It may not be the first thing that springs to mind when it comes to teaching Aussie teens life skills, however, cycling takes on a whole new role when a BMX World Champion rolls into town encouraging young people to embrace their local communities through bike riding.

Fresh from competing in the 2016 Rio Olympic Games, champion BMX rider Sam Willoughby joined teens in his hometown of Adelaide in August to help kick off The Happiness Cycle for 2016. 

The Happiness Cycle, a community program created in partnership with not-for-profit organisation Bicycle Network, will teach the young Aussies everything from bike mechanics and maintenance to core riding skills such as road safety, balance, awareness and endurance.

“I’ve been an ambassador for The Coca-Cola Happiness Cycle for three years now and love sharing my passion for riding and seeing the excitement of teens involved,” said Sam.

“These events provide teens who wouldn’t otherwise have access to bikes with an opportunity to build a bike and take it home to enjoy.”

Sam Willoughby

Rio 2016 Olympic Games athlete and BMX World Champion Sam Willoughby has been an ambassador for The Coca-Cola Happiness Cycle for three years.

Since launching in 2014, The Happiness Cycle has donated almost 10,000 bikes to Aussie teens across communities in need. 

This year the program is preparing to improve the lives of thousands more with the help of partner Beacon Foundation by connecting 13-17-year-olds most in need through their schools and community groups. 

With 1800 bikes to be donated across the country in 2016, local teens are invited to get involved in upcoming Happiness Cycle events to be hosted in NSW, Victoria and South Australia to experience the benefits of cycling.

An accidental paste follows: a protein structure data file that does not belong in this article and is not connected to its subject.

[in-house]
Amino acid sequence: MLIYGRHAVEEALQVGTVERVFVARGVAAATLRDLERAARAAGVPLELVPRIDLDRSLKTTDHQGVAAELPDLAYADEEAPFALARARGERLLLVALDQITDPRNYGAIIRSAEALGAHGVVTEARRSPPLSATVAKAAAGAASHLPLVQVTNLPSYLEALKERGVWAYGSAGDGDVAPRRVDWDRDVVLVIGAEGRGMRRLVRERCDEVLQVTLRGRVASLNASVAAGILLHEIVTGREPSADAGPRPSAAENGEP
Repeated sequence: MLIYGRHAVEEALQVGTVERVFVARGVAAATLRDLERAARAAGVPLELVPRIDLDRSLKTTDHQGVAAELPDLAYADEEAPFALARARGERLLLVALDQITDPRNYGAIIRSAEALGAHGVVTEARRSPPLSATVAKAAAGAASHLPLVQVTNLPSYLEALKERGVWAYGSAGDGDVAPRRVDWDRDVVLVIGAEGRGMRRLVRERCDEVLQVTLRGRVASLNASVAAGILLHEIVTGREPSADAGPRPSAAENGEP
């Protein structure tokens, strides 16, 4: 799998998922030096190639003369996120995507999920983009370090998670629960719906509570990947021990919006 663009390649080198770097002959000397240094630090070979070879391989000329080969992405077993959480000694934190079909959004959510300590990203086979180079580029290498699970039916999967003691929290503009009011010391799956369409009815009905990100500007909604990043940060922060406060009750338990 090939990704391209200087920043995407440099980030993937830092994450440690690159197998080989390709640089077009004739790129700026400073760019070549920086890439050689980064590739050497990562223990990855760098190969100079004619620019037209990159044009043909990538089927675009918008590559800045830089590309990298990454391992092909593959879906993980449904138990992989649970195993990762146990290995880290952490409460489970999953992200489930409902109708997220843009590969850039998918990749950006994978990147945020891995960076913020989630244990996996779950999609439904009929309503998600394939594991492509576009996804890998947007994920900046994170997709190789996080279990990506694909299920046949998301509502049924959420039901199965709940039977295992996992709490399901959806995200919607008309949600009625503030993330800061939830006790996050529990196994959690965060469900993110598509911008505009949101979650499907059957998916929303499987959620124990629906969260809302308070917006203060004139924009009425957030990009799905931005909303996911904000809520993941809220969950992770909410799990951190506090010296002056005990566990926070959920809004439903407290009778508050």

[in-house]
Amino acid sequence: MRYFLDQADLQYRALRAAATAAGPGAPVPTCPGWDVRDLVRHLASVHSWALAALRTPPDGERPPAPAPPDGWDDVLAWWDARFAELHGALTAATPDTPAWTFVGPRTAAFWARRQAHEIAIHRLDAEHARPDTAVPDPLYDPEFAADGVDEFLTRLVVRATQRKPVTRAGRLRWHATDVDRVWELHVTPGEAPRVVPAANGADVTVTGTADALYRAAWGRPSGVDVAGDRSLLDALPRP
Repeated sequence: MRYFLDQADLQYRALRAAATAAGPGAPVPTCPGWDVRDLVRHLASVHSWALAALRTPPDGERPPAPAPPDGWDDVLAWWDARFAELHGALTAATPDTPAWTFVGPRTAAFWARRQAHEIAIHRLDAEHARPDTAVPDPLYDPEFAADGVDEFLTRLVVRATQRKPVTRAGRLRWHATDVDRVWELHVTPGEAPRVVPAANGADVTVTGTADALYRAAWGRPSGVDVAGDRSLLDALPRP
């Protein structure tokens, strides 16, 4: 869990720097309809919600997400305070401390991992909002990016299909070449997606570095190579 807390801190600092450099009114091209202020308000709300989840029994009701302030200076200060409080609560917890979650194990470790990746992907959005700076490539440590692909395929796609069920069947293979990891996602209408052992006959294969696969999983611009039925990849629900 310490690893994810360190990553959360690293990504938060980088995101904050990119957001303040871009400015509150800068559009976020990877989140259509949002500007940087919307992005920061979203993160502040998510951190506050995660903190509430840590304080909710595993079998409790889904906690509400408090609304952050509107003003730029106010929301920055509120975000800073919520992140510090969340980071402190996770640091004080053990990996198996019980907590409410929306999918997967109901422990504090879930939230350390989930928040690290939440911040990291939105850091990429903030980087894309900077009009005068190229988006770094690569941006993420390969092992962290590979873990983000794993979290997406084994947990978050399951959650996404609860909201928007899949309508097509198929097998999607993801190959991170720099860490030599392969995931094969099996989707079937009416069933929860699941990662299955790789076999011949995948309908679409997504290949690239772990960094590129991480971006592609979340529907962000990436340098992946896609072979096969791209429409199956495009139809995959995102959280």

Bicycle Network CEO Craig Richards agrees. “Bike riding teaches teens many life skills that prepare them for adulthood – it provides teens with the ability to recognise risk and understand the responsibility of being on the road, while also providing a sense of independence,” said Craig. 

The Happiness Cycle

Since its inception in 2014, The Happiness Cycle has supported almost 10,000 teens in Australia across communities in need.

“In recent years, we’ve seen more teens spend time indoors in front of screens rather than out engaging in the community, so it’s more important than ever to get teens riding through great programs like The Happiness Cycle.”

There is no greater example of how community work and bike riding can create a positive impact than Hobart teenager Geoff Papi-Watson

Geoff Papi-Watson

This year, The Happiness Cycle volunteer Geoff Papi-Watson experienced the ultimate reward for his contributions to the community – a trip to Saõ Paulo, Brazil, where he carried the flame in the Rio 2016 Olympic Torch Relay.

A student at Beacon Foundation partner school, Claremont College in Tasmania, Geoff began participating in The Happiness Cycle in early 2014. After training with the Coca-Cola Happiness Cycle mechanics, Geoff went on to volunteer his time to assist students assemble their new bikes in his local area through the program. 

This year, Geoff experienced the ultimate reward for his contributions to the community – a trip to Saõ Paulo, Brazil, where he carried the flame in the Rio 2016 Olympic Torch Relay